The Globe and Mail defended an editorial cartoon on the March 24 Germanwings plane crash in the Alps.
The cartoon by Brian Gable showed a man driving a car off the road while typing on what appeared to be a phone or tablet. The cartoon stated: “#Germanwings crash: Commercial air travel! It’s a dangerous world out there…”
Readers complained the cartoon was “demeaning,” insensitive, and tasteless, public editor Sylvia Stead reported.
However, Stead argued the cartoon served a valuable purpose. “I viewed it personally as a strong social commentary that even while the world mourns those who died on the mountain, humans continue with careless and extremely dangerous abandon in their own lives,” Stead wrote. “I saw it as a moment to stop and think about our own actions.”
She added that cartoons “aren’t all meant to be amusing, and at times, as with this particular cartoon, they are serious and biting social commentary.”
Stead also pointed to Gable’s own comments on the scope of cartoons in a recent column for the Globe and Mail and to her own response to complaints.
“The cartoon wasn’t meant in any way to ‘laugh’ at the Germanwings tragedy but in an oblique way to focus back on how ‘we’ are more often responsible for tragedies than we might naturally care to admit,” Gable told Stead.
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He also wrote March 27 in a column that “Cartoons can leap communication barriers to deliver powerful message.”
Most of the 17 comments on Stead’s column about Gable’s cartoon agreed.
“Good Golly Gee” wrote: “We are all horrified, and rightly should be, by the Germanwings tragedy. The point that people are missing is that every day hundreds of lives are cut short for equally senseless reasons. 6,000 teens die a year in the US. That’s about 115 a week, just shy of a Germanwings crash every week. The cartoon was trying to put this into perspective for the readers.”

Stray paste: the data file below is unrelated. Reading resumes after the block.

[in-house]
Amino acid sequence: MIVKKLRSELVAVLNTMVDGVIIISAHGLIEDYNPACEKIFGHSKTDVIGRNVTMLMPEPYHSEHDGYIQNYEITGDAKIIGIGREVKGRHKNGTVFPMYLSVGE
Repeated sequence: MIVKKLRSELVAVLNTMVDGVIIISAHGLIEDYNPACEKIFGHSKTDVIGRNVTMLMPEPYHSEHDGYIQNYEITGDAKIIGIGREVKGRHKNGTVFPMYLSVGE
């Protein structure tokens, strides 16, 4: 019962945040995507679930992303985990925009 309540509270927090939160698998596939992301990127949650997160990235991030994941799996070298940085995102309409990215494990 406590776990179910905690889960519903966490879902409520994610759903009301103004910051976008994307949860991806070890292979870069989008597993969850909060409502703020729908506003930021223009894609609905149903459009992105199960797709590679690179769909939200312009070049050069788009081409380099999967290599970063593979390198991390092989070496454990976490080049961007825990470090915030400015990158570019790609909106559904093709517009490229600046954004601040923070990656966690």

“Thorald” commented: “I often think that Brian Gable’s work is thought provoking. This particular cartoon is an accurate commentary on the ignorance of people with regard to what is occurring around them. As such, Gable made his point clearly and did not cross any line.”
On the other hand, some readers disagreed.
“The Anchor” wrote: “To be sure, the cartoon in question was in poor taste. It was insensitive to those impacted by the Germanwings tragedy, all of whom I am sure follow the Globe and its editorial cartoons religiously. Those who were insulted by the carton need to get over themselves. Instead of focusing on how hurt they are, they should focus on the message of the cartoon: The senseless and yet totally avoidable tragedy of driving fatalities due to driver inattention. ”
“Duali” commented: “Disingenuous explanation. This cartoon was disrespectful to the 149 people who lost their lives. There’s a time and place for everything, and this was neither the time nor the place for the purported intent of this cartoon.”